Eventually, someone hit on a solution. After the codfish were placed in the seawater tanks, one more thing was added:  catfish.  Their natural enemies.

“From the time the cod left the East Coast until they arrived at their destinations, those ornery catfish chased the cod all over the tank…. When they arrived at the market, the cod were as fresh as the day they were caught.  There was no loss of flavor and the texture was possibly better than before.”

There’s a lesson there.

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Pastor, leave sports out of the pulpit. Here’s why.

“Not everyone in the pews cares who won that game.  They could care less who Mickey Mantle or Hank Aaron, Joe Namath or Drew Brees are (is?).  Tell them a Yogi Berra story and while you stand there waiting on the laugh, they will say, ‘Who is that?’  An evening at a college football game with you is not a delight but punishment.”  –The voice of sanity

Keep that in mind as you enter the pulpit area.

Dr. Cecil Randall pastored Tuscaloosa’s First Baptist Church during the era of the famous Paul “Bear” Bryant when winning national championships became a matter of routine.  Later, as a professor in New Orleans Baptist Theological Seminary, he told his students not a single time did he mention football from the pulpit.

“Not everyone in your congregation is local,” Dr. Randall said.  “Some are from those other states and they cheer for those other teams.  Besides, you have bigger things to do today than talk about a football game.”

Any pastor who questions that should go back and examine his calling.

There is an exception.

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Our wish for the church’s preacher-killers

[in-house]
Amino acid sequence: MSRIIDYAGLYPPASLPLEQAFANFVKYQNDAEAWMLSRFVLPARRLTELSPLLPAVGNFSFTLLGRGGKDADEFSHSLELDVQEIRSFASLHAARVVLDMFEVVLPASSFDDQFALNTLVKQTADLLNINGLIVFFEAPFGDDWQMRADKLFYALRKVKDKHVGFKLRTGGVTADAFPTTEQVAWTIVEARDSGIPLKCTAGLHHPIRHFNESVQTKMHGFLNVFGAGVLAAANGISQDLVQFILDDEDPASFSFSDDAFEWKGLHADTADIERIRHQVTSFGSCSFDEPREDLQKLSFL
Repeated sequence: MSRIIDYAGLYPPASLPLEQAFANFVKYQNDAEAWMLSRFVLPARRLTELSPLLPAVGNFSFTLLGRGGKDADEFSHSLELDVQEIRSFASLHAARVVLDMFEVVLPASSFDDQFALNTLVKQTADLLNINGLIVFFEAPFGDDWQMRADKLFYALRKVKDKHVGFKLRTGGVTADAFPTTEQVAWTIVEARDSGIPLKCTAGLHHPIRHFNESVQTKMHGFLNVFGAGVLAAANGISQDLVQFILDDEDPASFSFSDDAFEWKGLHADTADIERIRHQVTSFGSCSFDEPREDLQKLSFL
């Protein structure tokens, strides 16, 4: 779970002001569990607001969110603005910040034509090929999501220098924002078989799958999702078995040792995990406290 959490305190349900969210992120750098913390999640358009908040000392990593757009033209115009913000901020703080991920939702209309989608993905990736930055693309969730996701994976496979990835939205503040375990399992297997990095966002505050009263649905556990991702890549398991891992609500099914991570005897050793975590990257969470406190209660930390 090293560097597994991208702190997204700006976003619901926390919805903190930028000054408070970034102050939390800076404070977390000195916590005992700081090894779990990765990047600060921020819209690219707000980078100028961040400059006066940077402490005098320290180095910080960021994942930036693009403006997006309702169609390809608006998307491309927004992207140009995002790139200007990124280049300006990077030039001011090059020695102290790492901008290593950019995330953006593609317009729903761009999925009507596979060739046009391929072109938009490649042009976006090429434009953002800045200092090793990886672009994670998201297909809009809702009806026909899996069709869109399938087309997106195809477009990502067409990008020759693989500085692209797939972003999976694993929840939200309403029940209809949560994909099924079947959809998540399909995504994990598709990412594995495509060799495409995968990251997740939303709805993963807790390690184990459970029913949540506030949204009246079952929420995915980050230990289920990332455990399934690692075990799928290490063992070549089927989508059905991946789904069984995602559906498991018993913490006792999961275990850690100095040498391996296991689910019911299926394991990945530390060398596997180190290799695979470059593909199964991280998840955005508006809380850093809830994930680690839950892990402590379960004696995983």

They asked Andrew Murray the greatest thought that had ever entered his mind.  “My accountability to God,” he said.

My pastor friend Albert still carries scars from his last tough assignment.  And now, he tells me, he faces a crisis in his present church.

The issue, you will not be surprised to learn, has nothing to do with the community at large, the unchurched he is trying to reach, or the surrounding culture.

The problem Albert faces is internal.

“Twice the treasurer has threatened to cut my pay if I announce plans to stay on.  He tells everyone that our church cannot afford a pastor.  A couple in the church is spreading gossip about me.  A recent survey of the congregation assessed me and my ministry–which is fine–but the board chairman plans to discuss it at the upcoming annual meeting without clueing me in on the results ahead of time.”

Nothing about this bodes well for Albert.  (I suppose I’ve seen too many of these disasters-in-the-making to be optimistic.  Some people are determined to have their way and run “their” church as they please.)

He concluded, “Pray for wisdom, shrewdness, strength and peace for my wife and me.”

Ask any pastor.  The stresses from these forces are preacher-killers.

I’ve been reading the recently published “Valley Forge,” Bob Drury and Tom Clavin’s account of General George Washington’s turning a bedraggled, dispirited, starving, half-naked army into a fighting force that defeated the best-trained militia on the planet, the British.  What strikes the reader is that while battling the British and contending with both the frigid weather and the sparse supply of food and clothing, Washington was constantly being undercut by Congress and generals who wanted his job.

The internal strife must have been worse than the external.

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Arrogance on display: Peacocks in a Mudhen Parade